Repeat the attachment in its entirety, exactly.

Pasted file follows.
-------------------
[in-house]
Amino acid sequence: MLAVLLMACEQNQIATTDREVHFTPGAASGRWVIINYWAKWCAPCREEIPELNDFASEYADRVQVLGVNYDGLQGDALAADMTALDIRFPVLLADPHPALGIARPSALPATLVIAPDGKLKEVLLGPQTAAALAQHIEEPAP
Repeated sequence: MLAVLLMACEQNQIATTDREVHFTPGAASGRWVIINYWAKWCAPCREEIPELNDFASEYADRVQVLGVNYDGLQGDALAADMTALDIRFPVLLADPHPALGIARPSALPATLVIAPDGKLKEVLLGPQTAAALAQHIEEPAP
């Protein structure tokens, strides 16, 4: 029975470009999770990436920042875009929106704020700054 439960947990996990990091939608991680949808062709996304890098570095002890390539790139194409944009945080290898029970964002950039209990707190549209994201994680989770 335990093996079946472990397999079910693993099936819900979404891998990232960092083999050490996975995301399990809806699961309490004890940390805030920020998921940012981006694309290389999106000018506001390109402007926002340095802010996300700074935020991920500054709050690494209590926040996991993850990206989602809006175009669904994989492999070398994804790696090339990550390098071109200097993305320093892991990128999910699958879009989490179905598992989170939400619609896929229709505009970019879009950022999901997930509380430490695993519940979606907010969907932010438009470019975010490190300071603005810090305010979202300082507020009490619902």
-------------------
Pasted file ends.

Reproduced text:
[in-house]
Amino acid sequence: MLAVLLMACEQNQIATTDREVHFTPGAASGRWVIINYWAKWCAPCREEIPELNDFASEYADRVQVLGVNYDGLQGDALAADMTALDIRFPVLLADPHPALGIARPSALPATLVIAPDGKLKEVLLGPQTAAALAQHIEEPAP
Repeated sequence: MLAVLLMACEQNQIATTDREVHFTPGAASGRWVIINYWAKWCAPCREEIPELNDFASEYADRVQVLGVNYDGLQGDALAADMTALDIRFPVLLADPHPALGIARPSALPATLVIAPDGKLKEVLLGPQTAAALAQHIEEPAP
């Protein structure tokens, strides 16, 4: 029975470009999770990436920042875009929106704020700054 439960947990996990990091939608991680949808062709996304890098570095002890390539790139194409944009945080290898029970964002950039209990707190549209994201994680989770 335990093996079946472990397999079910693993099936819900979404891998990232960092083999050490996975995301399990809806699961309490004890940390805030920020998921940012981006694309290389999106000018506001390109402007926002340095802010996300700074935020991920500054709050690494209590926040996991993850990206989602809006175009669904994989492999070398994804790696090339990550390098071109200097993305320093892991990128999910699958879009989490179905598992989170939400619609896929229709505009970019879009950022999901997930509380430490695993519940979606907010969907932010438009470019975010490190300071603005810090305010979202300082507020009490619902």